However, if you embed PL/SQL blocks in your program, you must specify SQLCHECK=SEMANTICS. When SQLCHECK=SEMANTICS, the precompiler checks the syntax and semantics of SQL data manipulation statements and PL/SQL blocks.

The precompiler gets information needed for the semantic check by using embedded DECLARE TABLE statements or by connecting to Oracle and accessing the data dictionary. So, unless every database table referenced in a SQL statement or PL/SQL block is defined by a DECLARE TABLE statement., you must specify the option USERID on the command line. For more information see Programmer's Guide to the Oracle Precompilers.

Using Dynamic SQL

Unlike static SQL statements, dynamic SQL statements are not embedded in your source program. Instead, they are stored in character strings input to (or built by) the program at run time. For example, they might be entered interactively or read from a file.

The Oracle Precompilers treat a PL/SQL block like a single SQL statement. So, like a SQL statement, a PL/SQL block can be stored in a string host variable for processing by dynamic SQL commands.

However, recall from Chapter 2 that you cannot use single-line comments in a PL/SQL block that will be processed dynamically. Instead, use multi-line comments.

Following is a brief look at how PL/SQL is used with dynamic SQL Methods 1, 2, and 4. For more information, see Programmer's Guide to the Oracle Precompilers.

With Method 1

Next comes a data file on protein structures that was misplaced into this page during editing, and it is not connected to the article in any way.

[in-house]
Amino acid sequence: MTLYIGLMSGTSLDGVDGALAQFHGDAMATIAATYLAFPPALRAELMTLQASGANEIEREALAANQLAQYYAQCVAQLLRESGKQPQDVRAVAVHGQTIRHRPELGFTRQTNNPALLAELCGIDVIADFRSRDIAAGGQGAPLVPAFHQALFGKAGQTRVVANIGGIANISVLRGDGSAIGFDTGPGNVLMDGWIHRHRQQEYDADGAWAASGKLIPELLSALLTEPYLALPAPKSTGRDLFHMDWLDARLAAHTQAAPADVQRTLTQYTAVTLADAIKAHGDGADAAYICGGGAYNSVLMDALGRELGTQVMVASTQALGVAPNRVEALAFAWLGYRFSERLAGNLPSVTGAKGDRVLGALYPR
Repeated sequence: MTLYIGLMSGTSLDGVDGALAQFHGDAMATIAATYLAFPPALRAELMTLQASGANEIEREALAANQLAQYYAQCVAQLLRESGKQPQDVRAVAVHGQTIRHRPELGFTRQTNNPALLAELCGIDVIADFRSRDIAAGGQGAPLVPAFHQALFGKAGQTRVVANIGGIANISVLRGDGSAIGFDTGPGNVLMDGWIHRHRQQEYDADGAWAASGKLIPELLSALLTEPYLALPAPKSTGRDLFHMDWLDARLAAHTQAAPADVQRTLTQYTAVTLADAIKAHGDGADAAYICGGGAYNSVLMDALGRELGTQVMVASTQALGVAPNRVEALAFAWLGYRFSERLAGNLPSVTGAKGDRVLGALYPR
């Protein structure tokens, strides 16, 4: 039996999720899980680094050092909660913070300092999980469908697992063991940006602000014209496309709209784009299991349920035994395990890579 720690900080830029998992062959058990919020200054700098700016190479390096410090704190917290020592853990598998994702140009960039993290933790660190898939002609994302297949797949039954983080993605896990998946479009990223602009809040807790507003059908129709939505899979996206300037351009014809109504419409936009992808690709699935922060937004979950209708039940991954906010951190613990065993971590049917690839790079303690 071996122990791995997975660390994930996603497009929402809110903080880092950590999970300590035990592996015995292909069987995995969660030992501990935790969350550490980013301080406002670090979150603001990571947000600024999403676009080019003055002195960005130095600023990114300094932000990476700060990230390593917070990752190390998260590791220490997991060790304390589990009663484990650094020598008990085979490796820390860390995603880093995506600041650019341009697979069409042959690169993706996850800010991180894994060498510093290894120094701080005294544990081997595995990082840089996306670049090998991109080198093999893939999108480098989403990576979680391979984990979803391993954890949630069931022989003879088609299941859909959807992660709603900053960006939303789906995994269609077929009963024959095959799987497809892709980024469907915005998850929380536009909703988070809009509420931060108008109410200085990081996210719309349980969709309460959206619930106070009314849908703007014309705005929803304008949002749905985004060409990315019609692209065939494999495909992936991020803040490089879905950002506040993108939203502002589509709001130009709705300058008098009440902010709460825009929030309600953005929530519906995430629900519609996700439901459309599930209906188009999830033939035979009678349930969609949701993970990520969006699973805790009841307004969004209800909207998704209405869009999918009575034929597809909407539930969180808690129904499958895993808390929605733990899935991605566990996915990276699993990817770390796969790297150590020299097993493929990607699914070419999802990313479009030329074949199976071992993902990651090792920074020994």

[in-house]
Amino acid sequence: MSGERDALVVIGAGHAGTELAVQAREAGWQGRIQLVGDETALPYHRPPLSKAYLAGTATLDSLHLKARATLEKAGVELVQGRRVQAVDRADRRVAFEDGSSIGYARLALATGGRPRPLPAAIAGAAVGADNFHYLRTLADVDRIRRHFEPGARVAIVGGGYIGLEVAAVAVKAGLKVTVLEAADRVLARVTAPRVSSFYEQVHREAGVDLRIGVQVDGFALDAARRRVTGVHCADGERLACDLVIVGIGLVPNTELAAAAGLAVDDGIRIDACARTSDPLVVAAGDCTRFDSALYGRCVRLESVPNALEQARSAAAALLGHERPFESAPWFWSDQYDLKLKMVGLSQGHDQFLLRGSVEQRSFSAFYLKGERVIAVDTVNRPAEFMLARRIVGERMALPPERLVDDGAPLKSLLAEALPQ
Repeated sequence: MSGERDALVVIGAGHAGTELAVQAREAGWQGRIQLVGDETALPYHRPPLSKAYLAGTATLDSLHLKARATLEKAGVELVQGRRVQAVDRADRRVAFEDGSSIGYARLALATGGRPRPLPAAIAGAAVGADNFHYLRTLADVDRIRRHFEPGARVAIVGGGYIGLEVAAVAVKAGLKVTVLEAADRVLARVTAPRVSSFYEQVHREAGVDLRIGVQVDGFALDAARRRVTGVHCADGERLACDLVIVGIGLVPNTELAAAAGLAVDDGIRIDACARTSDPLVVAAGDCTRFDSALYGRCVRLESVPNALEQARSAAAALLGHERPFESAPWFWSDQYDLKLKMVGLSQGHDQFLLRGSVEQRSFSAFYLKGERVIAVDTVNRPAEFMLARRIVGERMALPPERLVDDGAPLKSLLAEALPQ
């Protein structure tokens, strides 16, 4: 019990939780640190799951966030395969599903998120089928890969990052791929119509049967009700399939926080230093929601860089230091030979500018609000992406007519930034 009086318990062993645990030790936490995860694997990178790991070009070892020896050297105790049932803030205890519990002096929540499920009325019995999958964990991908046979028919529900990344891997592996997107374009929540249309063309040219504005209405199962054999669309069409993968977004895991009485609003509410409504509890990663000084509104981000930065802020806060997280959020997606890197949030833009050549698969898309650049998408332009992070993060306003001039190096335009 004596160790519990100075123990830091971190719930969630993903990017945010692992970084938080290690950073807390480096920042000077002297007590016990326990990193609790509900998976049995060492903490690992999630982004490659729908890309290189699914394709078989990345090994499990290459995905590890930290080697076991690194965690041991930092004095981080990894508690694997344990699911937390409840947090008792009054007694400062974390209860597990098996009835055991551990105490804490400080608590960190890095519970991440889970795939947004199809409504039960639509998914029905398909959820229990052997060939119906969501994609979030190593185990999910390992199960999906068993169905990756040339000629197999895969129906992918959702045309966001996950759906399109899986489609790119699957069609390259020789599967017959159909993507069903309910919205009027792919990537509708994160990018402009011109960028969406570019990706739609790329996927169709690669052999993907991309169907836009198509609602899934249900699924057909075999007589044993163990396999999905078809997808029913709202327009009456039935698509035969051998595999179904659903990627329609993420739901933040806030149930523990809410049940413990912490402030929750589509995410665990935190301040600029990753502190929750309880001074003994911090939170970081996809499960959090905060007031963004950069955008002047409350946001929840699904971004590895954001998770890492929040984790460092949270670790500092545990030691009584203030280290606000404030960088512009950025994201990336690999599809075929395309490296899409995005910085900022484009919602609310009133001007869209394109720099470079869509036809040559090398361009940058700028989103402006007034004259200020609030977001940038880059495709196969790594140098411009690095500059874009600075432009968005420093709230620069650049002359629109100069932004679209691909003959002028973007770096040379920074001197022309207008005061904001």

If your PL/SQL block contains no host variables, you can use Method 1 to execute the PL/SQL string in the usual way. In the following Pro*C example, you prompt the user for a PL/SQL block, store it in a string host variable named user_block, then execute it:

main()
{
   printf("\nEnter a PL/SQL block: ");
   scanf("%s", user_block);
   EXEC SQL EXECUTE IMMEDIATE :user_block;

When you store a PL/SQL block in a string host variable, omit the keywords EXEC SQL EXECUTE, the keyword END-EXEC, and the statement terminator.

With Method 2

If your PL/SQL block contains a known number of input and output host variables, you can use dynamic SQL Method 2 to prepare and execute the PL/SQL string in the usual way. In the Pro*C example below, the PL/SQL block uses one host variable named my_empno. The program prompts the user for a PL/SQL block, stores it in a string host variable named user_block, then prepares and executes the block: